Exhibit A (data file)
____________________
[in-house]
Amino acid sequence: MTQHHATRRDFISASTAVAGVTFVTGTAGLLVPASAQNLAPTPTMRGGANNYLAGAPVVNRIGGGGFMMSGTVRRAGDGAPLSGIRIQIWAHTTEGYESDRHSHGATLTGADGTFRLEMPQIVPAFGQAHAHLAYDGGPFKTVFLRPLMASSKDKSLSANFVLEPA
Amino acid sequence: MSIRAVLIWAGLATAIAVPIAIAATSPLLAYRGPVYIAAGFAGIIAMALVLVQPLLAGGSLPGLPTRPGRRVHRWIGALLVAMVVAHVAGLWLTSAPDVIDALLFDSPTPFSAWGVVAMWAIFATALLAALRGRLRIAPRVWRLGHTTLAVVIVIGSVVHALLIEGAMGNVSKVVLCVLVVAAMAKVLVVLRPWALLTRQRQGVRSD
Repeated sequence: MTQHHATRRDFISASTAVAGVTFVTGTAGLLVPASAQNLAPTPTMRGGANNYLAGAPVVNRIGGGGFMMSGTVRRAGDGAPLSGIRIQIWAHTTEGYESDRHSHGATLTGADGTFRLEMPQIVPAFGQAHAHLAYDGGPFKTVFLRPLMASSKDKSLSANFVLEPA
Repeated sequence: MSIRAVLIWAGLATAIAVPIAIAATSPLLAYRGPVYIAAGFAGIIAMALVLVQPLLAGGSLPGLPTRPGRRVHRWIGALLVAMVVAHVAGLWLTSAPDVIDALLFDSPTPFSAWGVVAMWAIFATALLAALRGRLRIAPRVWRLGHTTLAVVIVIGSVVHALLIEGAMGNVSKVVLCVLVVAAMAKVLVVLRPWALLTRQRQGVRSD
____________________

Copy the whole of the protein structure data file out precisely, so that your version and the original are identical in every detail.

[in-house]
Amino acid sequence: MTQHHATRRDFISASTAVAGVTFVTGTAGLLVPASAQNLAPTPTMRGGANNYLAGAPVVNRIGGGGFMMSGTVRRAGDGAPLSGIRIQIWAHTTEGYESDRHSHGATLTGADGTFRLEMPQIVPAFGQAHAHLAYDGGPFKTVFLRPLMASSKDKSLSANFVLEPA
Amino acid sequence: MSIRAVLIWAGLATAIAVPIAIAATSPLLAYRGPVYIAAGFAGIIAMALVLVQPLLAGGSLPGLPTRPGRRVHRWIGALLVAMVVAHVAGLWLTSAPDVIDALLFDSPTPFSAWGVVAMWAIFATALLAALRGRLRIAPRVWRLGHTTLAVVIVIGSVVHALLIEGAMGNVSKVVLCVLVVAAMAKVLVVLRPWALLTRQRQGVRSD
Repeated sequence: MTQHHATRRDFISASTAVAGVTFVTGTAGLLVPASAQNLAPTPTMRGGANNYLAGAPVVNRIGGGGFMMSGTVRRAGDGAPLSGIRIQIWAHTTEGYESDRHSHGATLTGADGTFRLEMPQIVPAFGQAHAHLAYDGGPFKTVFLRPLMASSKDKSLSANFVLEPA
Repeated sequence: MSIRAVLIWAGLATAIAVPIAIAATSPLLAYRGPVYIAAGFAGIIAMALVLVQPLLAGGSLPGLPTRPGRRVHRWIGALLVAMVVAHVAGLWLTSAPDVIDALLFDSPTPFSAWGVVAMWAIFATALLAALRGRLRIAPRVWRLGHTTLAVVIVIGSVVHALLIEGAMGNVSKVVLCVLVVAAMAKVLVVLRPWALLTRQRQGVRSD